Can I Exercise While Breastfeeding?

Exercise during breastfeeding can offer several benefits, but getting your doctor's approval is key. Here's what you need to know.
Can I Exercise While Breastfeeding?
Andrés Felipe Cardona Lenis

Written and verified by degree in physical education and sports Andrés Felipe Cardona Lenis.

Last update: 19 February, 2023

Breastfeeding is an important process after pregnancy and childbirth. Through it, your baby receives the necessary nutrients to continue with its physiological formation, which is why it’s a fundamental stage. But, do you know how long it lasts and what restrictions you should follow? In this article, we’ll tell you if it’s possible to exercise while breastfeeding.

If you’re a new mom, you probably have more questions than answers when it comes to breastfeeding. The recovery process after childbirth takes several months, depending on the case. Keep reading to find out what exercises you can do during this stage.

Exercise during breastfeeding

Referring to physical activity and exercise is necessary, especially after completing the gestation process, which can be a traumatic experience physically and psychologically.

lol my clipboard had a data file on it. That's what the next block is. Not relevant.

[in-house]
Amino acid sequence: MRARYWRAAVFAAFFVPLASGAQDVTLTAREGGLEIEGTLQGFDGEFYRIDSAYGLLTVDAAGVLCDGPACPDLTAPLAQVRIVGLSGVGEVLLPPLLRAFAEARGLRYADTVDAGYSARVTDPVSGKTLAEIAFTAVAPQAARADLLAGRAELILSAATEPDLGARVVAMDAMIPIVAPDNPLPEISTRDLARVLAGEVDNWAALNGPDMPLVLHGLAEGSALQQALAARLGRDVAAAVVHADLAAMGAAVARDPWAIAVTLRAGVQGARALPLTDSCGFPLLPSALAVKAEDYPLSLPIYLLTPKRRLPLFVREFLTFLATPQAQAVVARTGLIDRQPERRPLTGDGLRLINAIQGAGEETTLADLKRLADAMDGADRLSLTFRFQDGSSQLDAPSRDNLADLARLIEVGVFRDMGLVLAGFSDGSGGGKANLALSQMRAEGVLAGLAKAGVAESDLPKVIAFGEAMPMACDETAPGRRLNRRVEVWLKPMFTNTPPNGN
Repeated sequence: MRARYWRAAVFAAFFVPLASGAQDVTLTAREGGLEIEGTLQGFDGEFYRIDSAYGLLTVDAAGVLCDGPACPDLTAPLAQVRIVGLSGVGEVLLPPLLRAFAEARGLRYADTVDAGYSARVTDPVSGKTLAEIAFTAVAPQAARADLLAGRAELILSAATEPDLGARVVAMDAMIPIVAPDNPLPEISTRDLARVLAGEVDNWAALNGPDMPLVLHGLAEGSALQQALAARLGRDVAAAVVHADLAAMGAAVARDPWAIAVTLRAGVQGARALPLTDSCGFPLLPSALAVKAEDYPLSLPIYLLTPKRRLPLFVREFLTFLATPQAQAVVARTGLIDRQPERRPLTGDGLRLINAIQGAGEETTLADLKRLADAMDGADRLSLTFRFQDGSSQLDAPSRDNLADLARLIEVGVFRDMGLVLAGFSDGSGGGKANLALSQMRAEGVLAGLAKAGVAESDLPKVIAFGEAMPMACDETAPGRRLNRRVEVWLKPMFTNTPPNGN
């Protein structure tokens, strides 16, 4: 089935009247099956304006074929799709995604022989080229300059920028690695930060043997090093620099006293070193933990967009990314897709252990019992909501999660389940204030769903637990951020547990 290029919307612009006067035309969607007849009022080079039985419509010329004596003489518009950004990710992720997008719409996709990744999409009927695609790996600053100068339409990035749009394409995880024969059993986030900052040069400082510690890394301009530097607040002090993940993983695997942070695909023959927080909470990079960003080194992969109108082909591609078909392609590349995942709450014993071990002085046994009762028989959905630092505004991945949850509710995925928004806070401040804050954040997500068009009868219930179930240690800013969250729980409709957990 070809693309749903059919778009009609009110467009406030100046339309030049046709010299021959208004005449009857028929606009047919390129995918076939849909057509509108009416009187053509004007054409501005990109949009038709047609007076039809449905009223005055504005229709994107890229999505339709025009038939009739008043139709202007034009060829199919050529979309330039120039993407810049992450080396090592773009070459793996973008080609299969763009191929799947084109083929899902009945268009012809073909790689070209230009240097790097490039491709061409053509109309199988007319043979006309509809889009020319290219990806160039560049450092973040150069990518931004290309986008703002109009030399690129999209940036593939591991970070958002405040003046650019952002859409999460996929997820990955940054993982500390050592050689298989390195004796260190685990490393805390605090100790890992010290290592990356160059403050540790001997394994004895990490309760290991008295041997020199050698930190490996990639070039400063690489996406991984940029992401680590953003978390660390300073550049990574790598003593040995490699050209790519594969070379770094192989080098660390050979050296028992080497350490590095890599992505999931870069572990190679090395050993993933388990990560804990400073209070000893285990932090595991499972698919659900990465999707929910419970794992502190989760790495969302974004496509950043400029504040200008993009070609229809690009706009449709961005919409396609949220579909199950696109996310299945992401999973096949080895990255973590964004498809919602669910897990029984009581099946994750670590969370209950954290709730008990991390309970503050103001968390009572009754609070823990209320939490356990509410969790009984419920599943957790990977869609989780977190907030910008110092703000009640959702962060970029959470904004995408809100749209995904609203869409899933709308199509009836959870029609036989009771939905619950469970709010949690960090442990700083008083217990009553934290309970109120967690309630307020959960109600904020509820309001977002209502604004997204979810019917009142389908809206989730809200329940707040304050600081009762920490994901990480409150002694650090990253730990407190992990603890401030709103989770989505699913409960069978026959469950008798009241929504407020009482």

The need to move becomes necessary in order to return to your normal body indexes. In addition, exercise while breastfeeding offers a number of benefits that can contribute to your mental well-being. Moreover, starting to include activities during this pivotal stage can help you build healthy lifestyle habits.

Myths about exercise while breastfeeding

It’s easy to fall into myths about exercise while breastfeeding, especially if you don’t have the right information.

Don’t feel guilty for having questions about something you don’t know. Rather, set yourself the task of researching and looking for the healthiest way to raise your child. With that in mind, we’ll teach you the most mentioned myths on the subject in order to debunk each one of them.

A couple walking in the park.
Physical exercise doesn’t affect the production of breast milk, nor does it affect its flavor. Therefore, it’s advisable to include workout routines, although they should be appropriate for your physical capabilities at the time.

Myth no.1: Exercise affects milk production

It’s often claimed that physical exercise affects breast milk production during lactation. This is one of the main arguments for avoiding it, but it’s an erroneous statement. However, it’s best to have appropriate hygiene measures to prevent perspiration from remaining on your nipple after the activity.

Myth no. 2: You should take substances to increase energy

There are many drinks that serve to increase the energy of your body when performing any physical activity. However, their intake isn’t recommended during breastfeeding, or outside of it.

Substances such as coffee or energizers can affect your health by increasing the likelihood of heart attacks, nervous episodes, or insomnia, among others. Therefore, we advise you to avoid their consumption. Remember that you can also affect your baby through breast milk.